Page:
For Srikanth Reddy, writing a poem is as much an act of excavation as creation.
By Lydialyle Gibson
Photography by Dan Dry
Not long after his first book of poems came out in 2004 and a bad case of writer’s block came on, Srikanth Reddy picked up the political memoirs of Kurt Waldheim—international statesman and possible accomplice to Nazi war crimes—and started crossing out words. He was looking for a poem. “As a teacher,” says Reddy, an assistant professor of English, “oftentimes I find a poem inside a student’s draft, inside what they thought was their poem, by editing out the loose language and extra words—basically by crossing stuff out.”
It occurred to him that the same technique might work in other texts, “that I could find a poem in any book.” Reddy turned to In the Eye of the Storm, the English-language version of Waldheim’s 1985 memoir, published in advance of Austria’s national elections the following year. The book sparked controversy when documents came to light revealing what Waldheim had omitted: he had been an interpreter and intelligence officer with a Nazi stormtrooper unit that executed Yugoslav partisans and civilians and deported thousands of Greek Jews to Auschwitz. An international committee investigated, concluding that although Waldheim must have known about the atrocities, no evidence tied him personally to them. In 1986 he was elected Austria’s president.
It wasn’t only the controversy that sent Reddy to the bookshelf in search of Waldheim; it was a longtime fascination with the Voyager spacecraft. During the 1970s—happier days for Waldheim and the international community—the Austrian diplomat spent nine years as UN secretary-general. In 1977, when NASA launched the two unmanned Voyager probes into space, each carrying a “golden record” of Earth’s sights and sounds, Waldheim included a message: “We step out of our solar system into the universe seeking only peace and friendship.”
“I’ve always gotten a kick out of the fact that there’s a greeting to whatever might be out there from Kurt Waldheim, somebody who’s the spokesperson for all humanity but also might be a war criminal,” Reddy says. That paradox in mind, he began slashing words, sentences, and pages from Waldheim’s book to construct a poem from what remained. “I was thinking the work of poetry might be to find beauty in something unsettling or troubling,” he says, “to sympathize with those we find it hard to sympathize with.”
The rules Reddy set for himself were strict: he couldn’t add new words or change the order of those in front of him. “Mostly,” he says, “the book is a banal memoir of diplomatic shuttling back and forth,” but it also offers surprising “literary utterances,” words like “world” and “representation,” of course, but also “orthodoxies,” “asylum,” “troubles,” “tragedy,” “history.” The work became obsessive; after making his way through the book once, Reddy set aside the verses he’d chiseled out—“a sequence of propositions about the world”—and went through it twice more, coming up with two other poems: a “Dante-like journey through an inferno” and an autobiographical account of his own experience writing the poems. Five years later, he’s putting the finishing touches on the project, which he plans to publish next year under the title Voyager. “The great thing about working with a literary technique that’s extremely difficult,” Reddy says, “is that your intentions are continually thwarted. You have to surrender to the text and find meaning in what’s there. And often the meaning you find accidentally is far more interesting and beautiful than what you originally wanted.”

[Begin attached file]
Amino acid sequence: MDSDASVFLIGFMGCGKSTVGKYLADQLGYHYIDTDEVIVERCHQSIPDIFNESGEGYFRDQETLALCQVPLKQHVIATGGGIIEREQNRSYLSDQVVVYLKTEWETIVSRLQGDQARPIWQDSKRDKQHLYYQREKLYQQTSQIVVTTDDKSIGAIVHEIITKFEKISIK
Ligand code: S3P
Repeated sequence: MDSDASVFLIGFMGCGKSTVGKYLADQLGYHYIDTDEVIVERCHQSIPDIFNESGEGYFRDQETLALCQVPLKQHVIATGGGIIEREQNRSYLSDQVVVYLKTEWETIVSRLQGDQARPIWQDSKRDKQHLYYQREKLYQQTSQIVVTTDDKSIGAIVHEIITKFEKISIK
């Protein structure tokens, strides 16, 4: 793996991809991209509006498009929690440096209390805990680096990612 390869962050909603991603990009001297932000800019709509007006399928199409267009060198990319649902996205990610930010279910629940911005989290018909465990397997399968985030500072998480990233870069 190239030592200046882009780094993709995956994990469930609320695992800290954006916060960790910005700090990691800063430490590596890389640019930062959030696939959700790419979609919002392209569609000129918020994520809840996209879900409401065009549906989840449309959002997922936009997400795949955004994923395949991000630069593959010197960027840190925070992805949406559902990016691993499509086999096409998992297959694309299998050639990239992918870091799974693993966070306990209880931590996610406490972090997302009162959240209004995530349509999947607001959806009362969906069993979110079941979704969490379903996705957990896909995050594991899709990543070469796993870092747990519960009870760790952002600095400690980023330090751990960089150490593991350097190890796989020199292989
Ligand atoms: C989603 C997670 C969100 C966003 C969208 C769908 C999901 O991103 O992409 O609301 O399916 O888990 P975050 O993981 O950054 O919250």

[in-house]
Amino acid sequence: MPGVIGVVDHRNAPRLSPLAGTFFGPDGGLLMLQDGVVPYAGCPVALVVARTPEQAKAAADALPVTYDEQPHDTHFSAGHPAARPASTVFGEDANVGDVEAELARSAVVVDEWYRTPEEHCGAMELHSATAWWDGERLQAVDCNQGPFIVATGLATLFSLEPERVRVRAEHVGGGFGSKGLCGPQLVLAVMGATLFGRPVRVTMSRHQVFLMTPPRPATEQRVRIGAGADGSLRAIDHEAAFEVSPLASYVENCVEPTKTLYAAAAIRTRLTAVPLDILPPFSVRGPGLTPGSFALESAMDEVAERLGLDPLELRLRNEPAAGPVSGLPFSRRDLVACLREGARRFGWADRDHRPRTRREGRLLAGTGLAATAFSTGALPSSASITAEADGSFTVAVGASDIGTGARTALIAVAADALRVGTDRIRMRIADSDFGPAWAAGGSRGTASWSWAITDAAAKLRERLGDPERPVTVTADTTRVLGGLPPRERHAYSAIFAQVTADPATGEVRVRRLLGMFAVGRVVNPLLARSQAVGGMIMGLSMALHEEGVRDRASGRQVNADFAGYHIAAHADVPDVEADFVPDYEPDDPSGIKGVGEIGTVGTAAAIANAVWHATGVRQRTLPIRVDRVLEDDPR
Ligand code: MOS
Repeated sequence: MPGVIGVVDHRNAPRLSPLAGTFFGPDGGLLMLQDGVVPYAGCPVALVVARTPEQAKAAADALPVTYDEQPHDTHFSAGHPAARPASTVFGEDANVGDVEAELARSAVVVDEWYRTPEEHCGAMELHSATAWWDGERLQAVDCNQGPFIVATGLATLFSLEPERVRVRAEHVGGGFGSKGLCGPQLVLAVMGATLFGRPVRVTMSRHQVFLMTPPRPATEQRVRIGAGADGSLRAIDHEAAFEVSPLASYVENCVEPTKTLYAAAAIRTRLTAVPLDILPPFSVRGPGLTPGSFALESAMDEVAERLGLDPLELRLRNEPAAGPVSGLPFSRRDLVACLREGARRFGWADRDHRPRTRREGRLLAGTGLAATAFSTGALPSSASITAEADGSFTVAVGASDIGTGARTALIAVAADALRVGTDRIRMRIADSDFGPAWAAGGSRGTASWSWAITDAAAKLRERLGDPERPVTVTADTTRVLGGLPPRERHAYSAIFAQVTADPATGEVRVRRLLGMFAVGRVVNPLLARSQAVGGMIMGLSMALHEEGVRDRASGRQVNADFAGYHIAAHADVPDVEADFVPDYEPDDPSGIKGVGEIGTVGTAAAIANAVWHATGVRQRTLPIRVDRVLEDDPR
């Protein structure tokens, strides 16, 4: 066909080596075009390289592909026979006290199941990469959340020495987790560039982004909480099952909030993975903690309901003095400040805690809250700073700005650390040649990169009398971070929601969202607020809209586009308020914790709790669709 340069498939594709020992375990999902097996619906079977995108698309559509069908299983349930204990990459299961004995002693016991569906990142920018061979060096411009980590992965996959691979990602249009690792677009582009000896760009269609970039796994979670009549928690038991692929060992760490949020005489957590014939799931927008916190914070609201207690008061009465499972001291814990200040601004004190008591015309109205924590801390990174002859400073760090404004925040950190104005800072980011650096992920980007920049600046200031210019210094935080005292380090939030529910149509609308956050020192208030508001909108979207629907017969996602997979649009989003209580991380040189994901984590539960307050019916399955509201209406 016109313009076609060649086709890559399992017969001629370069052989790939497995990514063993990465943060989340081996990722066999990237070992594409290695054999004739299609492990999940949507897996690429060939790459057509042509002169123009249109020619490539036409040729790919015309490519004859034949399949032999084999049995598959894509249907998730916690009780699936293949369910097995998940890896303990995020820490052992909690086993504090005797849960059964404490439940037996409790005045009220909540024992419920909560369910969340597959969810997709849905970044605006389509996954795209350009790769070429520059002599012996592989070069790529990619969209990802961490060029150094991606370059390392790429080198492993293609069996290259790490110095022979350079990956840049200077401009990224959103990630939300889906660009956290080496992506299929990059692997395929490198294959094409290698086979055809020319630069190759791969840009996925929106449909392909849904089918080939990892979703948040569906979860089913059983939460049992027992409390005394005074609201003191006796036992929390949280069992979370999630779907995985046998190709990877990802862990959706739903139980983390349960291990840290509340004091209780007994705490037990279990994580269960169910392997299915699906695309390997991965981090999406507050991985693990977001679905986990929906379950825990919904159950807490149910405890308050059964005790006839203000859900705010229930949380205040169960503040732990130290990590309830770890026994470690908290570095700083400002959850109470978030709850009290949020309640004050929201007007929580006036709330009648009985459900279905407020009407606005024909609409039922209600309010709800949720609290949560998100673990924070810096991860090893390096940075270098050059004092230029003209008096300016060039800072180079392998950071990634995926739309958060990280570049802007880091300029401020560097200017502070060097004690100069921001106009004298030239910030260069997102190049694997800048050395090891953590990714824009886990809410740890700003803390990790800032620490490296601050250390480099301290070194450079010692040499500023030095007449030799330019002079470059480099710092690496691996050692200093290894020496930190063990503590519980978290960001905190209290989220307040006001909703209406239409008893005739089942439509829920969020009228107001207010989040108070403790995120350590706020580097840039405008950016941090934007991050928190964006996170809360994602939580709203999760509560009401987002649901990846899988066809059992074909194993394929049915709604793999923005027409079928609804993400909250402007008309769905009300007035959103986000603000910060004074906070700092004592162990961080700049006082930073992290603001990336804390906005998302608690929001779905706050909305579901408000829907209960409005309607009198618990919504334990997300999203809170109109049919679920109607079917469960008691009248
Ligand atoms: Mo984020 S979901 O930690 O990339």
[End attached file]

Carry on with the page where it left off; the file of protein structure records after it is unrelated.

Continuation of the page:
Reddy, who first joined Chicago in 2003 as a visiting poet, has always been open to meandering. Last spring, after more than a decade of graduate work—including two years at the University of Iowa’s MFA writing workshop—he finished his Harvard dissertation, a study of digression in 20th-century American poetry. “It’s a topic near and dear to my heart,” Reddy says, “that took me a long time to hit upon because, ironically, I kept changing the subject of my dissertation.” Among the “rambling, unpredictable, wayward” writers he examined were Marianne Moore, Frank O’Hara, and John Ashberry—plus Walt Whitman, who was “the father,” Reddy says, “of digression in American poetry.”
Waywardness and digression figure into Reddy’s own poetry too. The speaker in his 2004 debut, Facts for Visitors (University of California), talks often of “home” and “here”: “Here was a chapel, for instance,” reads the prose poem that closes the book. “Here is a footprint filling with rain. Here might be enough.” The book’s sense of place is unmistakable, but the place the speaker inhabits seems unfixed, unfamiliar, and difficult to locate—the Boston Review called it “a region of radical unlikeness” where “inspiration and disorientation travel hand in hand.”
Reddy grew up the child of Indian immigrants in Chicago’s western suburbs and wrote most of the poems during summers he spent doing literacy work in rural Andhre Pradesh. “I was fascinated with my parents’ home,” he says. “It’s a strange experience to grow up feeling like the homemakers, the people providing a home for you, feel utterly displaced. So I wrote those poems in this strange home away from home that was never really a home in the first place.”Return to top